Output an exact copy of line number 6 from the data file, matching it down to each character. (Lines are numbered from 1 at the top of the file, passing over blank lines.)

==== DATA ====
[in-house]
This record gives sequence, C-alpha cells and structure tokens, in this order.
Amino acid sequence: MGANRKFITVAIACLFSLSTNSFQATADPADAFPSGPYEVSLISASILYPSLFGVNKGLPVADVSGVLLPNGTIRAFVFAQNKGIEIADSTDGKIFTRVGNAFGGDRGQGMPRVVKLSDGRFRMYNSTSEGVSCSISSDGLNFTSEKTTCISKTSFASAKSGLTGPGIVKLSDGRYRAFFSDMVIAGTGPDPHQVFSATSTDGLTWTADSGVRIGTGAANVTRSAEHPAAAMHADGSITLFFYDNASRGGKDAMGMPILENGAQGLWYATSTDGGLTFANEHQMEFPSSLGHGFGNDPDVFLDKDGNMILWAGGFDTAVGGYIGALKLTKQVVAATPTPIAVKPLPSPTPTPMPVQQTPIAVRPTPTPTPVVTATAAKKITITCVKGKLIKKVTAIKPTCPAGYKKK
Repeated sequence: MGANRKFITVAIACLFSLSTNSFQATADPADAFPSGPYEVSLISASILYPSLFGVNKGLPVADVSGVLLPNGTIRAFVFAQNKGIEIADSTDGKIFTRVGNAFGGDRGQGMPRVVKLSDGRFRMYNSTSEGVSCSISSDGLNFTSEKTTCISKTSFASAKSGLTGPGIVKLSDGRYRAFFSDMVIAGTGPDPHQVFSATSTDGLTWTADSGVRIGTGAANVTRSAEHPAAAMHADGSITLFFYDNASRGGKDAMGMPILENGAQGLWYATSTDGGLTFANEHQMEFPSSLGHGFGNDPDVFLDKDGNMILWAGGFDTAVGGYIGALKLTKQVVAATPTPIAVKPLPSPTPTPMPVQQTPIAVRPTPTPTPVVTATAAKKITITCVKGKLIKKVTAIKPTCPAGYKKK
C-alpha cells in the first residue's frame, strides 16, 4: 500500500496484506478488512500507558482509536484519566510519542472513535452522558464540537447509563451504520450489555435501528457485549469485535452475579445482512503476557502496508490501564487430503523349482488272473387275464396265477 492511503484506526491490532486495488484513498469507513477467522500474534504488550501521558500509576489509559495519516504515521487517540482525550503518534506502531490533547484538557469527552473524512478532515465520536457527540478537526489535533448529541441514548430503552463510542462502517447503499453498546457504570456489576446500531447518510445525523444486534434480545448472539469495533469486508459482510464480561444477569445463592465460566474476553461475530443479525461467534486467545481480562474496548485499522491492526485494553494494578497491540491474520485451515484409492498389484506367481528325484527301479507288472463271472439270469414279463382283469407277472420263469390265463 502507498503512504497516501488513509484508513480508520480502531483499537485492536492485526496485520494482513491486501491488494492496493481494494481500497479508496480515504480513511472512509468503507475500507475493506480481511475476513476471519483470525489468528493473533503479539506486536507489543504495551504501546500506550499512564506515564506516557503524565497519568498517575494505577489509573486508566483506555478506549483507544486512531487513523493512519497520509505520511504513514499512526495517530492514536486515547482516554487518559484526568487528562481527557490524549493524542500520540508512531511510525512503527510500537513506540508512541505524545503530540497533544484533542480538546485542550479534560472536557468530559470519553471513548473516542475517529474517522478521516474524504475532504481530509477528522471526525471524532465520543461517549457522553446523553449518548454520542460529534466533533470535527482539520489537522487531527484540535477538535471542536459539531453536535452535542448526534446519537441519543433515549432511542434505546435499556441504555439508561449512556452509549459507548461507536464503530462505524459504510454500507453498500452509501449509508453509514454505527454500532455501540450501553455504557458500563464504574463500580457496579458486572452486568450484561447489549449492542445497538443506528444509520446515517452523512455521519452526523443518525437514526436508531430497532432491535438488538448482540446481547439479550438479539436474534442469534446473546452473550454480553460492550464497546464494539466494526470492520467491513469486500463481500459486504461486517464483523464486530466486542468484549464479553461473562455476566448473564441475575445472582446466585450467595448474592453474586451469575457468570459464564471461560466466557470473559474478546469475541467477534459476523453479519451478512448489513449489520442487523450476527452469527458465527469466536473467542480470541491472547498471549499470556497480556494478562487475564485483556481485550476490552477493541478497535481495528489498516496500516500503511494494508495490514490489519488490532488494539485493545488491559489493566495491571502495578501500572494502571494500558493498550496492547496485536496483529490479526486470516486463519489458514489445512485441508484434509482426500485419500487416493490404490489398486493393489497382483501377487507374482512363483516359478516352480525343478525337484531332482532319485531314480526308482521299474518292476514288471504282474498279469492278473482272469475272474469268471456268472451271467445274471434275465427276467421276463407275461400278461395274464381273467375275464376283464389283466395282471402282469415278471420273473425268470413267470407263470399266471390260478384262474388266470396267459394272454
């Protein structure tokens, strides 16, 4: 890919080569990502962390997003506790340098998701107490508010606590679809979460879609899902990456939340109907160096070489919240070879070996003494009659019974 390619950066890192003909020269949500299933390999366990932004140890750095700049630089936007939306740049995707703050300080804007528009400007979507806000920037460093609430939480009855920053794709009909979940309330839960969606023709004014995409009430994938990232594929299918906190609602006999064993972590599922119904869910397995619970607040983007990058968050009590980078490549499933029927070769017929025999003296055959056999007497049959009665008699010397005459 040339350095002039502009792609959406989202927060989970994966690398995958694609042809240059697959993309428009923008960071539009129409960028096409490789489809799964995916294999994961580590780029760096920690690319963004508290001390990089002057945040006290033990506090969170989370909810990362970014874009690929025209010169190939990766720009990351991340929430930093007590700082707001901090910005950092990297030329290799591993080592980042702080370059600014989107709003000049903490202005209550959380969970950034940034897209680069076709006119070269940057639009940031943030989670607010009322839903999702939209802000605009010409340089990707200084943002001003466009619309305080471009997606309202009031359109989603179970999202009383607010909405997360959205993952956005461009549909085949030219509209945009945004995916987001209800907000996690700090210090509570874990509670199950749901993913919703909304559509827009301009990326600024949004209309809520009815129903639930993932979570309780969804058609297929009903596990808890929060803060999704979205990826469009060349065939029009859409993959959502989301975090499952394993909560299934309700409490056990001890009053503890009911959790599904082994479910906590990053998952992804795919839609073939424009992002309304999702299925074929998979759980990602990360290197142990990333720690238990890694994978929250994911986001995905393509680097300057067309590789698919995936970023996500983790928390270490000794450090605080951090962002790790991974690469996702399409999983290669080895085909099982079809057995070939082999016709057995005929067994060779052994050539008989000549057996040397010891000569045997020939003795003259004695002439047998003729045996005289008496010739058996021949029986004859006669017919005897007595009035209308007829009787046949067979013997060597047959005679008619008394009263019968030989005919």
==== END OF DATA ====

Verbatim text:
């Protein structure tokens, strides 16, 4: 890919080569990502962390997003506790340098998701107490508010606590679809979460879609899902990456939340109907160096070489919240070879070996003494009659019974 390619950066890192003909020269949500299933390999366990932004140890750095700049630089936007939306740049995707703050300080804007528009400007979507806000920037460093609430939480009855920053794709009909979940309330839960969606023709004014995409009430994938990232594929299918906190609602006999064993972590599922119904869910397995619970607040983007990058968050009590980078490549499933029927070769017929025999003296055959056999007497049959009665008699010397005459 040339350095002039502009792609959406989202927060989970994966690398995958694609042809240059697959993309428009923008960071539009129409960028096409490789489809799964995916294999994961580590780029760096920690690319963004508290001390990089002057945040006290033990506090969170989370909810990362970014874009690929025209010169190939990766720009990351991340929430930093007590700082707001901090910005950092990297030329290799591993080592980042702080370059600014989107709003000049903490202005209550959380969970950034940034897209680069076709006119070269940057639009940031943030989670607010009322839903999702939209802000605009010409340089990707200084943002001003466009619309305080471009997606309202009031359109989603179970999202009383607010909405997360959205993952956005461009549909085949030219509209945009945004995916987001209800907000996690700090210090509570874990509670199950749901993913919703909304559509827009301009990326600024949004209309809520009815129903639930993932979570309780969804058609297929009903596990808890929060803060999704979205990826469009060349065939029009859409993959959502989301975090499952394993909560299934309700409490056990001890009053503890009911959790599904082994479910906590990053998952992804795919839609073939424009992002309304999702299925074929998979759980990602990360290197142990990333720690238990890694994978929250994911986001995905393509680097300057067309590789698919995936970023996500983790928390270490000794450090605080951090962002790790991974690469996702399409999983290669080895085909099982079809057995070939082999016709057995005929067994060779052994050539008989000549057996040397010891000569045997020939003795003259004695002439047998003729045996005289008496010739058996021949029986004859006669017919005897007595009035209308007829009787046949067979013997060597047959005679008619008394009263019968030989005919």